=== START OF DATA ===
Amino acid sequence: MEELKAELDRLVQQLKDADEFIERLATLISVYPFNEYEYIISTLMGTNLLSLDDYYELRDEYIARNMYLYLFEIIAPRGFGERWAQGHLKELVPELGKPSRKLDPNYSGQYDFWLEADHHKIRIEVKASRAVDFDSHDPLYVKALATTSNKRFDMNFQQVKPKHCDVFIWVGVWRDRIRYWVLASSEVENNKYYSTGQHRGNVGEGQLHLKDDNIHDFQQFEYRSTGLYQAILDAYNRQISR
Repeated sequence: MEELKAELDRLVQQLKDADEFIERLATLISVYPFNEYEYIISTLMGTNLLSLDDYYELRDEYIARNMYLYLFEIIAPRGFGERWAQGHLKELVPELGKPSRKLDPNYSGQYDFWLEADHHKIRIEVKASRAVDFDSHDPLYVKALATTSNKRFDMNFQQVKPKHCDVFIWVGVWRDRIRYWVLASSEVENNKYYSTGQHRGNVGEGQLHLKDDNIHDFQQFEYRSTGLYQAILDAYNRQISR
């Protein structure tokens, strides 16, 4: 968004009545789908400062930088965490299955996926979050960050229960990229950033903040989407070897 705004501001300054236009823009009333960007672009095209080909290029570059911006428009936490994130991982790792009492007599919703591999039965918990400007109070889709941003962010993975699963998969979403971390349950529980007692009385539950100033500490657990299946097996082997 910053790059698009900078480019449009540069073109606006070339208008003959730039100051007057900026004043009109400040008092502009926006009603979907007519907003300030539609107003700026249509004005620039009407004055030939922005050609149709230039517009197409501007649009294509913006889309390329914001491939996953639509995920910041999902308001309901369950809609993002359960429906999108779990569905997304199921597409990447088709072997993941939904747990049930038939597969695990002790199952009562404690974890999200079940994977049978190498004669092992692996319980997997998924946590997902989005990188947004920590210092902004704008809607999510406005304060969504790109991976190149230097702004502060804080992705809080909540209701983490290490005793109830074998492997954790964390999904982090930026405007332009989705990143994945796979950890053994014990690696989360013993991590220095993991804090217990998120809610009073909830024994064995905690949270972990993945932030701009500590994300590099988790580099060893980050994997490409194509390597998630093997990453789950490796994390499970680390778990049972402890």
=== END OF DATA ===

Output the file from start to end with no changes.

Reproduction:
Amino acid sequence: MEELKAELDRLVQQLKDADEFIERLATLISVYPFNEYEYIISTLMGTNLLSLDDYYELRDEYIARNMYLYLFEIIAPRGFGERWAQGHLKELVPELGKPSRKLDPNYSGQYDFWLEADHHKIRIEVKASRAVDFDSHDPLYVKALATTSNKRFDMNFQQVKPKHCDVFIWVGVWRDRIRYWVLASSEVENNKYYSTGQHRGNVGEGQLHLKDDNIHDFQQFEYRSTGLYQAILDAYNRQISR
Repeated sequence: MEELKAELDRLVQQLKDADEFIERLATLISVYPFNEYEYIISTLMGTNLLSLDDYYELRDEYIARNMYLYLFEIIAPRGFGERWAQGHLKELVPELGKPSRKLDPNYSGQYDFWLEADHHKIRIEVKASRAVDFDSHDPLYVKALATTSNKRFDMNFQQVKPKHCDVFIWVGVWRDRIRYWVLASSEVENNKYYSTGQHRGNVGEGQLHLKDDNIHDFQQFEYRSTGLYQAILDAYNRQISR
């Protein structure tokens, strides 16, 4: 968004009545789908400062930088965490299955996926979050960050229960990229950033903040989407070897 705004501001300054236009823009009333960007672009095209080909290029570059911006428009936490994130991982790792009492007599919703591999039965918990400007109070889709941003962010993975699963998969979403971390349950529980007692009385539950100033500490657990299946097996082997 910053790059698009900078480019449009540069073109606006070339208008003959730039100051007057900026004043009109400040008092502009926006009603979907007519907003300030539609107003700026249509004005620039009407004055030939922005050609149709230039517009197409501007649009294509913006889309390329914001491939996953639509995920910041999902308001309901369950809609993002359960429906999108779990569905997304199921597409990447088709072997993941939904747990049930038939597969695990002790199952009562404690974890999200079940994977049978190498004669092992692996319980997997998924946590997902989005990188947004920590210092902004704008809607999510406005304060969504790109991976190149230097702004502060804080992705809080909540209701983490290490005793109830074998492997954790964390999904982090930026405007332009989705990143994945796979950890053994014990690696989360013993991590220095993991804090217990998120809610009073909830024994064995905690949270972990993945932030701009500590994300590099988790580099060893980050994997490409194509390597998630093997990453789950490796994390499970680390778990049972402890």